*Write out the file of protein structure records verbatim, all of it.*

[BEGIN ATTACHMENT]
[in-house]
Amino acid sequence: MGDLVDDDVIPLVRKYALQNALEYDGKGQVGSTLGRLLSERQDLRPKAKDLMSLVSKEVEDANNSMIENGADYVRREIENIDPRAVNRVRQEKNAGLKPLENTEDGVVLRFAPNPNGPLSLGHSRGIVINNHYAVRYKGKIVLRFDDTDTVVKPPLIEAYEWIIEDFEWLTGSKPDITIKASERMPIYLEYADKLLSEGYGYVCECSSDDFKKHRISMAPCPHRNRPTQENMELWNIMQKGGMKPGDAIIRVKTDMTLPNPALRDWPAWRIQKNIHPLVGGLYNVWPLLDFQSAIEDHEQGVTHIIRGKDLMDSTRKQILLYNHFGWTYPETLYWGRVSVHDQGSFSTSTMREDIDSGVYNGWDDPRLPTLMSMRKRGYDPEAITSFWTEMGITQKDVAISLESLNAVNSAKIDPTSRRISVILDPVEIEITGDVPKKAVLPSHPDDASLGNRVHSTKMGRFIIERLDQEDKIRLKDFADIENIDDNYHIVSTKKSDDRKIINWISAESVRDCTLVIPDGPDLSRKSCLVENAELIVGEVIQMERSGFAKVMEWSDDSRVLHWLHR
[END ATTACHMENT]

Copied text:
[in-house]
Amino acid sequence: MGDLVDDDVIPLVRKYALQNALEYDGKGQVGSTLGRLLSERQDLRPKAKDLMSLVSKEVEDANNSMIENGADYVRREIENIDPRAVNRVRQEKNAGLKPLENTEDGVVLRFAPNPNGPLSLGHSRGIVINNHYAVRYKGKIVLRFDDTDTVVKPPLIEAYEWIIEDFEWLTGSKPDITIKASERMPIYLEYADKLLSEGYGYVCECSSDDFKKHRISMAPCPHRNRPTQENMELWNIMQKGGMKPGDAIIRVKTDMTLPNPALRDWPAWRIQKNIHPLVGGLYNVWPLLDFQSAIEDHEQGVTHIIRGKDLMDSTRKQILLYNHFGWTYPETLYWGRVSVHDQGSFSTSTMREDIDSGVYNGWDDPRLPTLMSMRKRGYDPEAITSFWTEMGITQKDVAISLESLNAVNSAKIDPTSRRISVILDPVEIEITGDVPKKAVLPSHPDDASLGNRVHSTKMGRFIIERLDQEDKIRLKDFADIENIDDNYHIVSTKKSDDRKIINWISAESVRDCTLVIPDGPDLSRKSCLVENAELIVGEVIQMERSGFAKVMEWSDDSRVLHWLHR